Trim has latex over oil based paint, want to repaint, how?

brenda_mdDecember 7, 2010

I need advice on the best way to proceed with respect to painting trim that is currently painted with latex paint on top of oil based paint. Our house was built in 1985 and the painter used oil based, semi gloss paint for the trim and doors (off white color). When my husband and I started to repaint the house, he did not want to use oil based paint because he hates the additional clean up involved with oil paint. Upon advice received twice from the BM dealer, some trim and door areas have latex that was applied directly to the oil based paint, after the sheen was sanded down, and other trim/door areas had a tinted primer applied first before the latex was painted on. Regardless of the prep process before the latex was applied, the latex tended to chip off some here and there in higher traffic areas.

I would now like to repaint our house which means repainting the trim and doors. I do not want to paint again with a latex paint over the trim and doors because I do not believe it will hold well. I really believe I need to remove the current latex layer and repaint with oil based paint. Would this be the logical step? Also, I am aware of a paint removal product that you can apply to surfaces so the paint comes off in strips. I think it is called Peel Away Paint remover. Has anyone used this and does it work? Is it economical, both with respect to time and money? I would appreciate your advice on how to handle this situation, especially if I am heading in the wrong direction.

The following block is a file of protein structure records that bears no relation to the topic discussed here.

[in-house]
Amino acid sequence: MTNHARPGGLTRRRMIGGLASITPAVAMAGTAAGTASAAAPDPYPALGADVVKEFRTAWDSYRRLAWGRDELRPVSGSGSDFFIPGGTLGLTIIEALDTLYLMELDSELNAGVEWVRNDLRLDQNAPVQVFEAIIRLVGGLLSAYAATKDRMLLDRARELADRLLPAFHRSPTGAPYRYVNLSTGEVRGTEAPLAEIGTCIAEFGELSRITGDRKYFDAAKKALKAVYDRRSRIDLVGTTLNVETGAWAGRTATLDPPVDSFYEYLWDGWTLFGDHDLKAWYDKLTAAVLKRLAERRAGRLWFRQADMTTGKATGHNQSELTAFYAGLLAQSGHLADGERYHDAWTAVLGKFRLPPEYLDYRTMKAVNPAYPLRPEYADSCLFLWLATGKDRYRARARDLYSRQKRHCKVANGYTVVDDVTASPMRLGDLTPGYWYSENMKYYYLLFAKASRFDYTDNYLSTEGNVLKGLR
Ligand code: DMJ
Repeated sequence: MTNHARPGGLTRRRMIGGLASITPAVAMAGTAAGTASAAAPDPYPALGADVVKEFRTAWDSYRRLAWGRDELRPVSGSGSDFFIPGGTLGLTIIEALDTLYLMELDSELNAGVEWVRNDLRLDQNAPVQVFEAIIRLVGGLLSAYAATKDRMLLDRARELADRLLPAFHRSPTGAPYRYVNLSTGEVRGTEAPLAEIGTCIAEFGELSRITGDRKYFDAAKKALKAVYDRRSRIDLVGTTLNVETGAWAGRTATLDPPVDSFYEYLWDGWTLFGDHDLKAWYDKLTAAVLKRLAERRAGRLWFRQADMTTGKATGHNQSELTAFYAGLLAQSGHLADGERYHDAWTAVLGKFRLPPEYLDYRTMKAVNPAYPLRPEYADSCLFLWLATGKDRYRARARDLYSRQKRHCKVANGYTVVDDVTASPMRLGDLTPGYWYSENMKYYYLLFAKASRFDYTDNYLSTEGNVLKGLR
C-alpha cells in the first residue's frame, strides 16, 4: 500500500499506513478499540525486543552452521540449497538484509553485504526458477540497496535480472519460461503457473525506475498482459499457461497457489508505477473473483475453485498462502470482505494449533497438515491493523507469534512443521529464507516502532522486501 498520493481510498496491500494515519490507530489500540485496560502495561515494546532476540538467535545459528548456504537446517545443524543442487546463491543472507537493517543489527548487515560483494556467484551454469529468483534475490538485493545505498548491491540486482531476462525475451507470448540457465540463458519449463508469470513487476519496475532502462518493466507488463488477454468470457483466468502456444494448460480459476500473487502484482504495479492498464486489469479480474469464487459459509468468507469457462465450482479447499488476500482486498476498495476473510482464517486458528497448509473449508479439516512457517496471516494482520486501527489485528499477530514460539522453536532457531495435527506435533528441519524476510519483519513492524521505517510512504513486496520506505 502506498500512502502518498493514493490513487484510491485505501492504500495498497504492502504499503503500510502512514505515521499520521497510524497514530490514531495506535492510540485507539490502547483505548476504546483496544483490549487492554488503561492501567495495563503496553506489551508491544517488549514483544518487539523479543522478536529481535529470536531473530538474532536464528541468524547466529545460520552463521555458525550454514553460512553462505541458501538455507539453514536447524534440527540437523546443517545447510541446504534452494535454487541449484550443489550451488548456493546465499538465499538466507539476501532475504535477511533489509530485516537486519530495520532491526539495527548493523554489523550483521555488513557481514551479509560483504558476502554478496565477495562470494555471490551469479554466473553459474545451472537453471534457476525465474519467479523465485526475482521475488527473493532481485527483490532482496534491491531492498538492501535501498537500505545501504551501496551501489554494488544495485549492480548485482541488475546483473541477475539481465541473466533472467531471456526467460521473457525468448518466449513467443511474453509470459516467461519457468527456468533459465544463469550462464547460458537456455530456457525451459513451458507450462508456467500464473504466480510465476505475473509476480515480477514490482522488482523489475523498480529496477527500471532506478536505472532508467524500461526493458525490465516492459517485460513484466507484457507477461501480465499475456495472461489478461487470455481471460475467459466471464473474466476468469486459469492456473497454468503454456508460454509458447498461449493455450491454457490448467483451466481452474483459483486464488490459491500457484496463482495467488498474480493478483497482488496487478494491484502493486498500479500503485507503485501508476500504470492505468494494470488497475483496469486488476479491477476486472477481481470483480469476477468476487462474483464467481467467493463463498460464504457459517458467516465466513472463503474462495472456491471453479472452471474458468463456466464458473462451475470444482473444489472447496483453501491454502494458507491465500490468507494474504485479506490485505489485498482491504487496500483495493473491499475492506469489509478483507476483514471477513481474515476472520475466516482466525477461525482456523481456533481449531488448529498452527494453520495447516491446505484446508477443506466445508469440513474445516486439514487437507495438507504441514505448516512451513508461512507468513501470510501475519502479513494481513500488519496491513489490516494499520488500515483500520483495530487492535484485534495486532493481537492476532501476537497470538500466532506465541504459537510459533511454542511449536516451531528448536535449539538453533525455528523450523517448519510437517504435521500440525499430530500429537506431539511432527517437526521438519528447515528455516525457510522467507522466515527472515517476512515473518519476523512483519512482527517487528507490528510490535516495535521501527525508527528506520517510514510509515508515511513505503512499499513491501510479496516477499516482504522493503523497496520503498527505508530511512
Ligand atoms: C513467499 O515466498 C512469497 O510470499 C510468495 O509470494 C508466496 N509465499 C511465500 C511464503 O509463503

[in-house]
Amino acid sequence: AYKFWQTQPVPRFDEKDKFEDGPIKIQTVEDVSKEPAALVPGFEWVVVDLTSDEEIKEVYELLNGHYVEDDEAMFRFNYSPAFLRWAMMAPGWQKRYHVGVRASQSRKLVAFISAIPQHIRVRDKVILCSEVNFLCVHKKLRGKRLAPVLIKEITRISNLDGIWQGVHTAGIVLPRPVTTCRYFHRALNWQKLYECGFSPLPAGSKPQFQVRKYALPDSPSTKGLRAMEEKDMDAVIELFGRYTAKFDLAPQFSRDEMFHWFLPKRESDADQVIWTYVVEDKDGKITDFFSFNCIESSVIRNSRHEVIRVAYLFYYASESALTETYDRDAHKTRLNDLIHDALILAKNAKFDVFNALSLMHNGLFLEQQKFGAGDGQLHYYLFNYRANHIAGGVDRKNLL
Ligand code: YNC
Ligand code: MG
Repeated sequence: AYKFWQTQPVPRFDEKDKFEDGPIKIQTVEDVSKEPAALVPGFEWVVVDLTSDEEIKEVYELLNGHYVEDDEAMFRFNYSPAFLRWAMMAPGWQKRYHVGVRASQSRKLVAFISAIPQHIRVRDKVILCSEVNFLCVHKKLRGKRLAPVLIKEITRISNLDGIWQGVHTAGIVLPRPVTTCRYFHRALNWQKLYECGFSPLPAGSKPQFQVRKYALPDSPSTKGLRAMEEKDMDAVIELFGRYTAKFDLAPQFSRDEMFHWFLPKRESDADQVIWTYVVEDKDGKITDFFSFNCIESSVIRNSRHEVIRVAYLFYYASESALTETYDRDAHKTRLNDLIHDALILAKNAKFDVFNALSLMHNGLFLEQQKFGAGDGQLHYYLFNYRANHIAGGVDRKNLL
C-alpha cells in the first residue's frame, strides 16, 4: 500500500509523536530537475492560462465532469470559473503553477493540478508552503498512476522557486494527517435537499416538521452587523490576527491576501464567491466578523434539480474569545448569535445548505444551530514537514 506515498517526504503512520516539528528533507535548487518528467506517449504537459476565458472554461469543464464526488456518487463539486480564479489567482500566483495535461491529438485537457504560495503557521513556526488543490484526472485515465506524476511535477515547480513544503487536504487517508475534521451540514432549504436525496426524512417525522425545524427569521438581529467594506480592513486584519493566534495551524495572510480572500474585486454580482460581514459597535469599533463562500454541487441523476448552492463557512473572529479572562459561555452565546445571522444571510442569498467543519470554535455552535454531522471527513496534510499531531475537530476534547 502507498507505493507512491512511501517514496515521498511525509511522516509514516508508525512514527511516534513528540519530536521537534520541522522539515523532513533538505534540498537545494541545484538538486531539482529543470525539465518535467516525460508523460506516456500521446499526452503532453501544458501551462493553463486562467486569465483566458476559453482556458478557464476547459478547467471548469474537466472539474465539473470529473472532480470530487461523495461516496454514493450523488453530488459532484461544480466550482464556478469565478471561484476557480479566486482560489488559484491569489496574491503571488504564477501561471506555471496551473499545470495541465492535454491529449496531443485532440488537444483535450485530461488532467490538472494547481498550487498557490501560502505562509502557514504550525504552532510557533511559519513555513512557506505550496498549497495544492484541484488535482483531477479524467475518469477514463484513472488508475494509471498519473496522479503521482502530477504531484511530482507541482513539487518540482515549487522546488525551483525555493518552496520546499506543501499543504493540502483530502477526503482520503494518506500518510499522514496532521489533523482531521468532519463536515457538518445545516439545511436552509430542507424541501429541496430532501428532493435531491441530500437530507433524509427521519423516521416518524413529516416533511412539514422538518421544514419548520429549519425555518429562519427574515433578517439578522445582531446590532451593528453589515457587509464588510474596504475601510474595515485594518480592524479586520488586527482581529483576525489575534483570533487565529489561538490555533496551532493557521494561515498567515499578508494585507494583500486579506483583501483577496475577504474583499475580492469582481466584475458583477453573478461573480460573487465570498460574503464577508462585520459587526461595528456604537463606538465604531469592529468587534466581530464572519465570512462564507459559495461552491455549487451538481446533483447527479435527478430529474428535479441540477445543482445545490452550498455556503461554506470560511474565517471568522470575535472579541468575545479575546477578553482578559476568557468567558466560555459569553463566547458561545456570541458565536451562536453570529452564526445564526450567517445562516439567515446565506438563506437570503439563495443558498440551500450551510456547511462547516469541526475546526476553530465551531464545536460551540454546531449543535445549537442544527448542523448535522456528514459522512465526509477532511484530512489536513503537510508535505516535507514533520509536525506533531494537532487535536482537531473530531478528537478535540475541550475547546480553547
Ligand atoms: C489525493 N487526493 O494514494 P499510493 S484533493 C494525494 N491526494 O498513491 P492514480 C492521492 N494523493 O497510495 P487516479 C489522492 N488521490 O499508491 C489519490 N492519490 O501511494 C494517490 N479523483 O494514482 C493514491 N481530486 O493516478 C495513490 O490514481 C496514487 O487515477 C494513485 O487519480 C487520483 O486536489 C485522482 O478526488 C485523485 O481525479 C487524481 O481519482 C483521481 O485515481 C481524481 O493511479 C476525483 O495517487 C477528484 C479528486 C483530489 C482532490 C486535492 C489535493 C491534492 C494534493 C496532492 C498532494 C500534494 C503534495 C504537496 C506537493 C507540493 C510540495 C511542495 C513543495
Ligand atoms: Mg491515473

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I don't think it is worth it to strip the paint in your entire house just so that you can convert back to oil. Stripping paint is a very labor intensive and messy job. Paint will chip off in high traffic areas with latex and oil based paints. You should remove what is loose/not ahdered by scraping and sanding and then repaint with a 100 percent acrylic paint. Many DIY painters do not sand well enough and that is why the paint may not be adhered in some areas. You really want every inch of the trim to be very dull and clean before applying any paint to it.

    Bookmark   December 7, 2010 at 7:41PM
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Thanks Paintguy.

    Bookmark   December 8, 2010 at 8:22AM
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